Woollvin’s entertaining new interpretation of Little Red Riding Hood has a dark and witty twist which allows the little girl to seize control of her own story and outwit her legendary foe. This anarchic retelling is brought vividly to life through Woollvin’s remarkably expressive illustrations which are restricted to a visually striking combination of black, grey, red and white.

A remarkable debut from an exceptional new talent…

(Two Hoots, hardback, £11.99)

There Is a Tribe of Kids by Lane Smith

Last but certainly not least off the Two Hoots production line is a poignant and playful exploration of childhood and the natural world from the outstanding artist and author Lane Smith.

Did you ever want to waddle with a colony of penguins? Wriggle with an army of caterpillars? Or march with a troop of monkeys? Smith takes us on a colourful adventure through the natural world, following a child as he weaves through the jungle, dives under the ocean and soars into the sky. Along the way he makes friends and causes mischief with a dazzling array of creatures both large and small… but can he find a tribe of his own?

With its breathtaking illustrations, enchanting language lessons in collective nouns for the wonderful animal kingdom and moving exploration of the joys of curiosity and discovery, There Is a Tribe of Kids speaks loudly of the importance of family and belonging.

This clever, colourful, warm and inclusive book is ideal for sharing and will offer up something new to discuss and enjoy at every reading. A modern classic…

(Two Hoots, hardback, £12.99)

The Gruffalo by Julia Donaldson and Axel Scheffler

The Gruffalo, one of the world’s most popular picture books, gets a fresh, sparkling look to charm a new generation of children.

‘A mouse took a stroll through the deep dark wood. A fox saw the mouse and the mouse looked good.’ Who can forget the first lines of the brilliant, award-winning story about a clever little mouse who outwits the creatures of the deep dark wood?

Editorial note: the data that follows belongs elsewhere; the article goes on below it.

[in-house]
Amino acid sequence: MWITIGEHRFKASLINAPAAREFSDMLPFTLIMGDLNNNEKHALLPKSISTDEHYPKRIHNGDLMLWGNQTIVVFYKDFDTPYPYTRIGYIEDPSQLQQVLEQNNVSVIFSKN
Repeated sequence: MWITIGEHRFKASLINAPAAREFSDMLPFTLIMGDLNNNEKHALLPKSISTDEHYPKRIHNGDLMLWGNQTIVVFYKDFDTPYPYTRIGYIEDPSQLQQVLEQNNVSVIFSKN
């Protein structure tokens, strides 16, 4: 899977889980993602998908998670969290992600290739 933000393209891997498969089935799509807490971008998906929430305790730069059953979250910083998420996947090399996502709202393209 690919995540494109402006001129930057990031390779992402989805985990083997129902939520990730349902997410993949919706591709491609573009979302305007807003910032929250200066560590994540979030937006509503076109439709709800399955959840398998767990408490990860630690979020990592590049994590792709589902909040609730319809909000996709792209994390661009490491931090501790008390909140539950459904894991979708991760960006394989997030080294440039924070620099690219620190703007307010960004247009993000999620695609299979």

Julia Donaldson and Axel Scheffler’s The Gruffalo has become a bestselling phenomenon across the world, translated into over 50 languages and made into sell-out stage shows and Oscar-nominated films.

This stunning edition has a beautifully designed foiled cover featuring the artwork of illustrator Scheffler and providing an irresistible appeal for new readers and those already familiar with the classic story.

The perfect gift for Gruffalo fans old and new…

(Macmillan, paperback, £6.99)

Age 5 plus:

Swashbuckle Lil: The Secret Pirate by Elli Woollard and Laura Ellen Anderson

Ahoy, me hearties! It’s time to climb aboard and take to the high seas for the rip-roaring adventures of Swashbuckle Lil, an ordinary girl with an extraordinary imagination.

Both word and picture perfect, Lil’s adventures feature two high-energy, fully illustrated, rhyming stories in each book and contain everything a child needs to aid and encourage the transition from parent-led to independent reading.

Lil is no ordinary schoolgirl. While the other children are doing ordinary things, like watching TV or playing in the park, Lil is off fighting evil monsters and fishing for cod in the pond for her pirate lunch.